Ascari said ECAs have generally been limited in the type of projects and products they guarantee. Most ECAs only provide guarantees on exports or projects involving their specific countries. He said SACE intended to be able to offer complete lending and insurance facilities.
“The market is changing and today no major contract around the world can be completed without an ECA’s involvement.”
SACE has moved away from only providing guarantees on Italian-based exports. “We have now become more flexible and have untied our lines of credit,” said Ascari. “We now cover wider markets and have become one of only a few global ECA players able to operate in almost any market as well as in local currency. This offers major forex benefits. But we will continue to work with banks and not in competition to them.
“SACE is entering the last step in the evolution of an ECA,” said Ascari, “from providing pure cover to lending. This involves direct lending from ECAs to the final user or intermediaries. It also involves refinancing of outstanding export credits, from central bank facilities to ad–hoc schemes.”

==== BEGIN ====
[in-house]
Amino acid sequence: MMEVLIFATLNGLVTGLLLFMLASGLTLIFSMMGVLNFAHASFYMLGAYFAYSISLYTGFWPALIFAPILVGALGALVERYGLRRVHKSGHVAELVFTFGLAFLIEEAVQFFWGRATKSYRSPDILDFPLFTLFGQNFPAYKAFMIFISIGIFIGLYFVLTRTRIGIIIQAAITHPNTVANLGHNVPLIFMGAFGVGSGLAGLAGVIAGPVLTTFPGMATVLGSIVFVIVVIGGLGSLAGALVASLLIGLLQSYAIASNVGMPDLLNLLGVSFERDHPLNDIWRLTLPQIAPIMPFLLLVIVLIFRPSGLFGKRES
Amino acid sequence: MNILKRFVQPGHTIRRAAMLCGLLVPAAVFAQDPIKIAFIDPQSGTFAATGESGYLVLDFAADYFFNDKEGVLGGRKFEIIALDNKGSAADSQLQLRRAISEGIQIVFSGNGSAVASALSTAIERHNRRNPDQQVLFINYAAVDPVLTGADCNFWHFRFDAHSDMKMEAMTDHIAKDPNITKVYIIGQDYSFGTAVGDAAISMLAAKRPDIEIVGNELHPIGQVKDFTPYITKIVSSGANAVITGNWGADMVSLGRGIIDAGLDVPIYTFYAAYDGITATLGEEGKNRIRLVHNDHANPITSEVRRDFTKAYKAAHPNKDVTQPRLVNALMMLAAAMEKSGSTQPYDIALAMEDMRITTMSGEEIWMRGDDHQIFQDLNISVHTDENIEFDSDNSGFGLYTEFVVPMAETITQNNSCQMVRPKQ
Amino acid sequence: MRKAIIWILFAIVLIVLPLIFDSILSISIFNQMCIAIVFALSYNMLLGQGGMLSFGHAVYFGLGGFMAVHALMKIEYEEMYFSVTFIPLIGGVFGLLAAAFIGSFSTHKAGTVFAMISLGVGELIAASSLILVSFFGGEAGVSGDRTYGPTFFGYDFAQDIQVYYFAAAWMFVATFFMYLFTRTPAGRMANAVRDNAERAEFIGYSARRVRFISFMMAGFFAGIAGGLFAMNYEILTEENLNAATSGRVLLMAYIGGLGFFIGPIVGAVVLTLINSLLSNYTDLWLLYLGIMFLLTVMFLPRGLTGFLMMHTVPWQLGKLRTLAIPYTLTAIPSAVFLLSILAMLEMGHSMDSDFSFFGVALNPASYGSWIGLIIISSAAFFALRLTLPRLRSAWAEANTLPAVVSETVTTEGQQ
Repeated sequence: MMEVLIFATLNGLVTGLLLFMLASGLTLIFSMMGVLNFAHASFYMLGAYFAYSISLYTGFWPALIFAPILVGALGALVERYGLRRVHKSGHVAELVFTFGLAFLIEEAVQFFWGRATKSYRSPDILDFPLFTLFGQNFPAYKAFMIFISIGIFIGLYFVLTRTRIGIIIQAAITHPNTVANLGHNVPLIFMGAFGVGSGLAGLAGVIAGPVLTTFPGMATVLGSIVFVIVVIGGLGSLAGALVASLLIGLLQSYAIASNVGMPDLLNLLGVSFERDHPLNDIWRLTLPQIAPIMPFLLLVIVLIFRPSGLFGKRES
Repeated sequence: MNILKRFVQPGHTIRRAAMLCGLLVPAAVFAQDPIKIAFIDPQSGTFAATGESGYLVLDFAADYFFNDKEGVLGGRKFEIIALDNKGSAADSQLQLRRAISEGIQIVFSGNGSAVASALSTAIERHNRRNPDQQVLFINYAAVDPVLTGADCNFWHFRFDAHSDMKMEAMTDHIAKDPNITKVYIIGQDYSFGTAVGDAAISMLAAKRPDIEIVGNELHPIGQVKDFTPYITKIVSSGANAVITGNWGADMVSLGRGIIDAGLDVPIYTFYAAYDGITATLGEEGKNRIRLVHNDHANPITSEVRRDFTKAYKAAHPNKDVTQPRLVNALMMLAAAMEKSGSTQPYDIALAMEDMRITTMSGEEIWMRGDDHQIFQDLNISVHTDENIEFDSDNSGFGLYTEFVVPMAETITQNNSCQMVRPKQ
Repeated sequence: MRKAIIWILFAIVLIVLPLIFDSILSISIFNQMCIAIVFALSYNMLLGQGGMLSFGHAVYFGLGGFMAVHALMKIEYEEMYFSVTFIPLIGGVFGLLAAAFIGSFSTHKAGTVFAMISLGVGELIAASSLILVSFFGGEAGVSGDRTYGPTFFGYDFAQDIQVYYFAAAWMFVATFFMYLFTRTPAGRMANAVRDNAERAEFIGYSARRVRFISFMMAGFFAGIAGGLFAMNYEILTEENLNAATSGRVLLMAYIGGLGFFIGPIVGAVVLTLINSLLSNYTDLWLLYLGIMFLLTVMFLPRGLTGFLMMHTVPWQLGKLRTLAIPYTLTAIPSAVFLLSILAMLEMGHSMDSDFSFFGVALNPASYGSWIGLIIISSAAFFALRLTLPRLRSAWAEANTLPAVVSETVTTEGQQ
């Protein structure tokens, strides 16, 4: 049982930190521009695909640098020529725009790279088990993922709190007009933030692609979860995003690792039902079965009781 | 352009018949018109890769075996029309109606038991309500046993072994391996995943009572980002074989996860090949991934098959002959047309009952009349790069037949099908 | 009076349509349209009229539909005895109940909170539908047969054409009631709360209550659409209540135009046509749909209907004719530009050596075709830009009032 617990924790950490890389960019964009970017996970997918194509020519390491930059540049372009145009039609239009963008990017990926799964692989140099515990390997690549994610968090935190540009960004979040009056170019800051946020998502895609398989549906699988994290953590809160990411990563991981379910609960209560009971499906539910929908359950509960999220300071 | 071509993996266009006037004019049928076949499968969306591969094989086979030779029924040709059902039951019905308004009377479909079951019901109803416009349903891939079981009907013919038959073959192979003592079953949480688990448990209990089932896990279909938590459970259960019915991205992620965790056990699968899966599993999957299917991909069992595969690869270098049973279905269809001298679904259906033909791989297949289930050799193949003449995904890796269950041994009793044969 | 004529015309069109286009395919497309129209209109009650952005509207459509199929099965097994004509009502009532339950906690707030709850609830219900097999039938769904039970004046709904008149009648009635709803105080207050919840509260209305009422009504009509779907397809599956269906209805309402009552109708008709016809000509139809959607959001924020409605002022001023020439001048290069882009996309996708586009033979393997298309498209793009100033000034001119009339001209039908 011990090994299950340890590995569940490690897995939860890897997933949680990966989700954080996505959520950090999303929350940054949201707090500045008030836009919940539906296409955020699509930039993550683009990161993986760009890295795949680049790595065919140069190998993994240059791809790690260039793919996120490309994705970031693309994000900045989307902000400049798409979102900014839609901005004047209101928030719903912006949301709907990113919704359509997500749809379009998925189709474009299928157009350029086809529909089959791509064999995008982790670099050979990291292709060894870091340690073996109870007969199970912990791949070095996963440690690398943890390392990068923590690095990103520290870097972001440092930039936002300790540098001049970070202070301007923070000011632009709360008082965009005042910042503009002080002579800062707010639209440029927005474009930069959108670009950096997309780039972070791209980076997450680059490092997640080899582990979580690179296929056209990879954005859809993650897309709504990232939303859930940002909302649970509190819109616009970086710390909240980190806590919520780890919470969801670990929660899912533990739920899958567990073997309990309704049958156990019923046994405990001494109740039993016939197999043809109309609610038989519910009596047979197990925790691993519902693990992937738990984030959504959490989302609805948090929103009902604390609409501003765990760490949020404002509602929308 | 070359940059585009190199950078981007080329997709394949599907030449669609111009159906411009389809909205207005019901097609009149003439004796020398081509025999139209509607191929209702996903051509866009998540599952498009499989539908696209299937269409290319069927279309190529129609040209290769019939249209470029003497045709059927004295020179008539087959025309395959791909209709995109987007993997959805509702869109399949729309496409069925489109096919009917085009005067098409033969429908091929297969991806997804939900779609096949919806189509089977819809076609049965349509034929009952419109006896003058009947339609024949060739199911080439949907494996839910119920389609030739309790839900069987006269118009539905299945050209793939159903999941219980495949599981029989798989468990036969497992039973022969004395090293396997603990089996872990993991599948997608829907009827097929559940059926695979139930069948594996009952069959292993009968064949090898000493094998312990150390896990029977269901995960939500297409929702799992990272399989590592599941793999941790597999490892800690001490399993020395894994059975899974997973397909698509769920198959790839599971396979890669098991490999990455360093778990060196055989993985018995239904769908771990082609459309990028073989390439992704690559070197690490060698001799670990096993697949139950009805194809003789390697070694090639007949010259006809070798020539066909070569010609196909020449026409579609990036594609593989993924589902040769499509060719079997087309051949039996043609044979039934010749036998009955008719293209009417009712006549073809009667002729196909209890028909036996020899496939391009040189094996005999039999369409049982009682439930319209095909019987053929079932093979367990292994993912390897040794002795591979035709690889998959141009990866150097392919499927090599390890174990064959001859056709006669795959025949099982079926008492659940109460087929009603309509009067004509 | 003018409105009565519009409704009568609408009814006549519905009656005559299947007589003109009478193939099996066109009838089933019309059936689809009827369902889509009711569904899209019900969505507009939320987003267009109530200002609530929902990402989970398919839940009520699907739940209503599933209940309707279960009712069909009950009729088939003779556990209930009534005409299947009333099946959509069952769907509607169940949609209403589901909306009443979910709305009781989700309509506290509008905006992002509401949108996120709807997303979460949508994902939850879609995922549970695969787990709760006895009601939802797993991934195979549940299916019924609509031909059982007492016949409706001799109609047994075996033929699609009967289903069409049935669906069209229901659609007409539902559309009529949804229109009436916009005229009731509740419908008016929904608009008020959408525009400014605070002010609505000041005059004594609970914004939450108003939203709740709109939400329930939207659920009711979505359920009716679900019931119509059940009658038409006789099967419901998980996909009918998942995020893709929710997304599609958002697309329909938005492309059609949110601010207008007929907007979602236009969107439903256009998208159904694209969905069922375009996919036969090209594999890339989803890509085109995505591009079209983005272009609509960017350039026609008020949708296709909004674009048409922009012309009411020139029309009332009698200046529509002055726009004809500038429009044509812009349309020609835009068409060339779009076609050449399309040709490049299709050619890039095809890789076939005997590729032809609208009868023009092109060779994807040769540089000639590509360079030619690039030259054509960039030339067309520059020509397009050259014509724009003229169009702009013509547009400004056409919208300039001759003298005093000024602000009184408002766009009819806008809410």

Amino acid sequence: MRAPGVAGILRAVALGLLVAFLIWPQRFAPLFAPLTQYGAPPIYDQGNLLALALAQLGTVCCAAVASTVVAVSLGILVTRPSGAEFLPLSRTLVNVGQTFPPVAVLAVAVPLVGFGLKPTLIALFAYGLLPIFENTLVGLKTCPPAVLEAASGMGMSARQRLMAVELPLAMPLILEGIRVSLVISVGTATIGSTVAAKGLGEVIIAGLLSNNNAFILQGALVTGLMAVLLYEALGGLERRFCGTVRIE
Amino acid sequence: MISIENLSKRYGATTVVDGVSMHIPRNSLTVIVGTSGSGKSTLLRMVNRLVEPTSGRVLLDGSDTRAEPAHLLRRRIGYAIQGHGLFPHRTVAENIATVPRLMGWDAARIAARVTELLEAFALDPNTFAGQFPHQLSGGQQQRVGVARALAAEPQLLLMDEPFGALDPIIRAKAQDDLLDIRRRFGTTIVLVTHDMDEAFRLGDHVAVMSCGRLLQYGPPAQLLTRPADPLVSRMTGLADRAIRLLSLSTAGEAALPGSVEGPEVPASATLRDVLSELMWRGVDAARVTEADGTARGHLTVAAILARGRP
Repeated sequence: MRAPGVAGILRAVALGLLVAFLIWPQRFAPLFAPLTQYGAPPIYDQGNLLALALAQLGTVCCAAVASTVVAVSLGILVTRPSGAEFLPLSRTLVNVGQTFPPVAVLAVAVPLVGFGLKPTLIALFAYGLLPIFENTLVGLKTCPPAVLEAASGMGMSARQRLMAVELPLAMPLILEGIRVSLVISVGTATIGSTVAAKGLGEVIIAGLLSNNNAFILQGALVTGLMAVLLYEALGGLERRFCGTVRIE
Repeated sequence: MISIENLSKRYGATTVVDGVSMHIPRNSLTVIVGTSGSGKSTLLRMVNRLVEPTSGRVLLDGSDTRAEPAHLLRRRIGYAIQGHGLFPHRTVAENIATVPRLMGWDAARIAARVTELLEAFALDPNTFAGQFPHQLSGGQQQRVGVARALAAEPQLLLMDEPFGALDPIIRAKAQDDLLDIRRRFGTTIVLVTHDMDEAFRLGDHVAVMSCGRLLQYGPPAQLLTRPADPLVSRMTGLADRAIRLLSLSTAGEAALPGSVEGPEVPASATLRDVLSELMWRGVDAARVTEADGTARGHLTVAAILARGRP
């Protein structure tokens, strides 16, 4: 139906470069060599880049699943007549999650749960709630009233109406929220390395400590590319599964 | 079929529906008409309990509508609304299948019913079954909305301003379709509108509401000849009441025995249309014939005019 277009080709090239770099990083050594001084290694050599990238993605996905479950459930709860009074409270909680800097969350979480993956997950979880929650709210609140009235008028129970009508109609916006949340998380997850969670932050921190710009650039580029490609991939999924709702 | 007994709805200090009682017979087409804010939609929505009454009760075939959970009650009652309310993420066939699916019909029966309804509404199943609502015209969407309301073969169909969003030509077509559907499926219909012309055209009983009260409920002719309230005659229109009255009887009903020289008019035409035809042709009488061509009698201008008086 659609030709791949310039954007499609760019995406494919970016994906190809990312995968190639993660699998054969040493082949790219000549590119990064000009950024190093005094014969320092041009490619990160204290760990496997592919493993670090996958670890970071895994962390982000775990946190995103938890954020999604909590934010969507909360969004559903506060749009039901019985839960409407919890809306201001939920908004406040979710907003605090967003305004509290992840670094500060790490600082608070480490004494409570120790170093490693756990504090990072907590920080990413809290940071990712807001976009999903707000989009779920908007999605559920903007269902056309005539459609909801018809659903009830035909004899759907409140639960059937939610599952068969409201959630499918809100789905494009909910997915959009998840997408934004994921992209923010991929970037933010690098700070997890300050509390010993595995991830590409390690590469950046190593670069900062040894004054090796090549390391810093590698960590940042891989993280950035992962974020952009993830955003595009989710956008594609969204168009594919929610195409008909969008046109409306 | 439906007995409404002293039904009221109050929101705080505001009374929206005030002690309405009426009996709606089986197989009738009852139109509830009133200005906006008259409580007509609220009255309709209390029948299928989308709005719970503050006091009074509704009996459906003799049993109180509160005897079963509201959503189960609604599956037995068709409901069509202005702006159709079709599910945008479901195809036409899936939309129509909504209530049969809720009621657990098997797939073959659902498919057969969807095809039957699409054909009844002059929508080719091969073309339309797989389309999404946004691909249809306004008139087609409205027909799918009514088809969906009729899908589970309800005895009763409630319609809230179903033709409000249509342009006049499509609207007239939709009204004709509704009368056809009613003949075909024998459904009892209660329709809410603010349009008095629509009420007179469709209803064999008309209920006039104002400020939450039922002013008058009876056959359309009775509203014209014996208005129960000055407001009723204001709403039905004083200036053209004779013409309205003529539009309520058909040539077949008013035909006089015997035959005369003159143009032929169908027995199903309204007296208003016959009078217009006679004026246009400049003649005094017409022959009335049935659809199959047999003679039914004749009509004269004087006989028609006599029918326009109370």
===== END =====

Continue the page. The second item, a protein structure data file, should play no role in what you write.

SACE’s investment in ATI is aimed at promoting economic growth in Sub-Saharan Africa. ATI is an African-owned international development financial institution, founded in 2001 by African states with the financial and technical support of The World Bank Group. It provides a range of customised credit and political risk insurance products to support African investments and trade. Awarded a long term ‘A Stable’ rating for both financial strength and counterparty credit by Standard & Poor’s, ATI is the second highest rated institution in Africa.
The equity investment in ATI aims to reinforce the respective companies’ missions in Africa. SACE’s investment will support ATI in fostering sustainable growth in Africa and ATI will reinforce SACE’s support to Italian exporters and investors.
By teaming up with ATI, SACE will access ATI’s expansive network in Sub-Saharan Africa, its preferential creditor status (“De Jure”) for political risk coverage in its member states and risk sharing/participation to support export credit transactions that provide cover for Italian companies.